Bordeaux Mixed Cases


Our Explorer’s Cases are designed to showcase and introduce a country, region, style or grape variety in 6 bottles. While our 3 bottle Snapshot Cases are there to give you a bit more of an in-depth insight and comparison.

Bordeaux can justifiably claim to be the world’s premier wine region. While there are excellent whites and world-beating dessert wines from Sauternes it’s the reds, aka Claret, on which Bordeaux’s reputation rests. In our latest mixed cases, we’ve taken a trip around the different parts of the region to pick out a representative selection of the various reds it has to offer.

Bordeaux Explorer's Case

Bordeaux is home to the world’s leading (and some of the most expensive) red wines and our 6 bottle Explorer’s Case that will take you on a vinous tour around the world’s premier wine region.

We start with a modest, but dependably reliable petit château, Beauregard-Ducourt, which comes from the Entre-Deux-Mers area between the rivers Garonne and Dordogne. It’s a subtly herby and softly spiced blend of Merlot and Cabernet Sauvignon which is very versatile and welcoming.

From here we move north across the Dordogne to Castillon and Château des Demoiselles which is a ripe and weightier blend of Merlot and Cabernet Sauvignon which has been barrel-aged for 12 months prior to bottling which gives it a layer of silky tannins to give the fruit flavours a good structure.

Next it’s on to the Médoc on the Left Bank north of Bordeaux and here we’ve picked the organic le Haut-Médoc de Haut-Bages Libéral. It’s an entry-level wine from the well-known Château Haut-Bages Libéral and is a great introduction to the spicy cedar and bramble fruits that are a hallmark of the Left Bank.

Going back to the Right Bank we visit Saint-Émilion and Château Boutisse where Merlot reigns supreme. This Grand Cru wine is full of red fruits, cinnamon and cloves. It’s now nicely mature but also has plenty of ageing potential.

Staying on the Right Bank, Chateau Les Graves de Viaud occupies 15ha of hillsides in the heart of the Côtes de Bourg. Their 'Terroir' is a blend of 40% Cabernet Franc, 35% Cabernet Sauvignon and 35% Merlot aged for 18 months in large oak barrels and from the excellent 2016 vintage.

For the final wine, we move to the Left Bank and move just south of Bordeaux to the Graves appellation and Vieux Château Gaubert. This wine is now right into the best of its drinking window and has developed a real complexity and savouriness on top of the ripe dark fruits and it’s quite a treat.

While there’s a definite style to Bordeaux reds the different areas within also give different nuances whether they be wines for drinking young or being allowed to mature and our Explorer’s Case aim to give a good look at those variations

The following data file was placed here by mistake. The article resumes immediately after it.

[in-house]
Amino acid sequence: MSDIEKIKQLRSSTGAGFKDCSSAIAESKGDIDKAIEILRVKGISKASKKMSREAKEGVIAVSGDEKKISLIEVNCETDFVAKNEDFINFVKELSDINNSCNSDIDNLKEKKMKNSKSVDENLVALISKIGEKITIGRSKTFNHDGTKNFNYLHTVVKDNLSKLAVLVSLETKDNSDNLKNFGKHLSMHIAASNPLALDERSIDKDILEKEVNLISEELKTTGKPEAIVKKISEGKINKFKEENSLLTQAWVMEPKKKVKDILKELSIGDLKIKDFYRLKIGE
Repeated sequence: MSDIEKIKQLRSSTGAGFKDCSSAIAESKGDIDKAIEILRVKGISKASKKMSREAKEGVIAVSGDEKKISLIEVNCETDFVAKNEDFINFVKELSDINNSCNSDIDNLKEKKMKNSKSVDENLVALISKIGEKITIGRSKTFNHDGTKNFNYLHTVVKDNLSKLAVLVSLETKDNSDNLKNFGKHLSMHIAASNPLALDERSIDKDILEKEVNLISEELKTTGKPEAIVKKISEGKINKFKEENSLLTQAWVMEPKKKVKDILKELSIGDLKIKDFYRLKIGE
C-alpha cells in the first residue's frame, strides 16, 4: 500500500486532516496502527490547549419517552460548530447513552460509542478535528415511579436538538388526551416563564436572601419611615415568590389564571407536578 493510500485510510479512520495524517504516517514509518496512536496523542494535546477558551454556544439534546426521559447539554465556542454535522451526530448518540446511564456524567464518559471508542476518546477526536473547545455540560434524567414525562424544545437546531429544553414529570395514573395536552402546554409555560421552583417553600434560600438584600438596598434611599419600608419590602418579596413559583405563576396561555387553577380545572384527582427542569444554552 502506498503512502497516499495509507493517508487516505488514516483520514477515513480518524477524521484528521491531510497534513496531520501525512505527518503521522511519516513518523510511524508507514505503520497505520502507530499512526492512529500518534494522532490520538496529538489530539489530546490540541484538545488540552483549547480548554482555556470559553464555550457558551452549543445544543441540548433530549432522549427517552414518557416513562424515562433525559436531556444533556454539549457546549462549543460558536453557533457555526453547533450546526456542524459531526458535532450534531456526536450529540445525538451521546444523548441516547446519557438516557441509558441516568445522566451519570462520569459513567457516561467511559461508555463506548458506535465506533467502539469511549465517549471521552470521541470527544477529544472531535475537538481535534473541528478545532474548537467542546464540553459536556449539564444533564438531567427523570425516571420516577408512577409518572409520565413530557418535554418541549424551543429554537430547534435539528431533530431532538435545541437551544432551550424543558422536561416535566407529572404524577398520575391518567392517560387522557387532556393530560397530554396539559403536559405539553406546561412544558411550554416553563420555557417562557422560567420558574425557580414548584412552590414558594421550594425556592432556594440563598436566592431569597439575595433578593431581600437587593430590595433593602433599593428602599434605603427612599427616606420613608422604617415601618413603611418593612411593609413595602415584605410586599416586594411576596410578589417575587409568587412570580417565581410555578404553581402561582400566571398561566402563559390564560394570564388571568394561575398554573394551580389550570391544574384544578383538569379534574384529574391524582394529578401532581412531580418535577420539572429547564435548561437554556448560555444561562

• Chateau de Beauregard-Ducourt, Bordeaux 2015 
  • Chateau des Demoiselles, Castillon Cotes de Bordeaux 2016 
  • Haut-Medoc de Haut-Bages Liberal 2015 
  • Chateau Boutisse, Saint-Emilion Grand Cru 2016 
  • Chateau Les Graves de Viaud 'Terroir', Cotes de Bourg 2016 
  • Vieux Chateau Gaubert, Graves 2010 

Bordeaux Red Wine Snapshot Case

From humble ‘everyday’ clarets to some of the most expensive wines in the world there are reds to suit every pocket and in our Snapshot Case we’ve picked 3 good value examples from across the region.

To start we’ve picked a good value, honest claret – Chateau Buisson-Redon, a straight AoC Bordeaux – made from a 60/40 blend of Merlot and Cabernet Franc which are the mainstay varieties of the Right Bank vineyards from where this comes. Soft and welcoming, part of it is aged in oak which adds a smoothness to its essential soft and plummy character making it a good, versatile everyday drinking wine.

For our second pick, we’ve stayed on the Right Bank but moved along to Saint Émilion which is known for its Merlot dominated blends. Château La Croix Ferrandat is made by the Union de Producteurs de Saint Emilion and is a soft and seductive, unoaked, wine that allows the rich plummy and brambly flavours, a hallmark of these wines, to really stand out. It’s mellow enough to easily drink by itself and it pairs well with red meats and cheeses.

To complete the picture we finish off in the Médoc on the Left Bank at Chateau Lacombe-Noaillac. The Médoc is the tongue of land, north of Bordeaux, between the Gironde estuary and the sea and here Cabernet Sauvignon is the predominant grape, the character of which is well demonstrated in this wine. It has a characteristic savoury edge that sits along the plump fruit and makes it great with roast and grilled meats.
So that’s our Bordeaux Snapshot case, a whistle-stop tour around the region.

  • Chateau Buisson-Redon, Bordeaux 2018 
  • Chateau La Croix Ferrandat, Saint-Emilion 2018 
  • Chateau Lacombe Noaillac, Medoc 2016 

Bordeaux Mixed Cases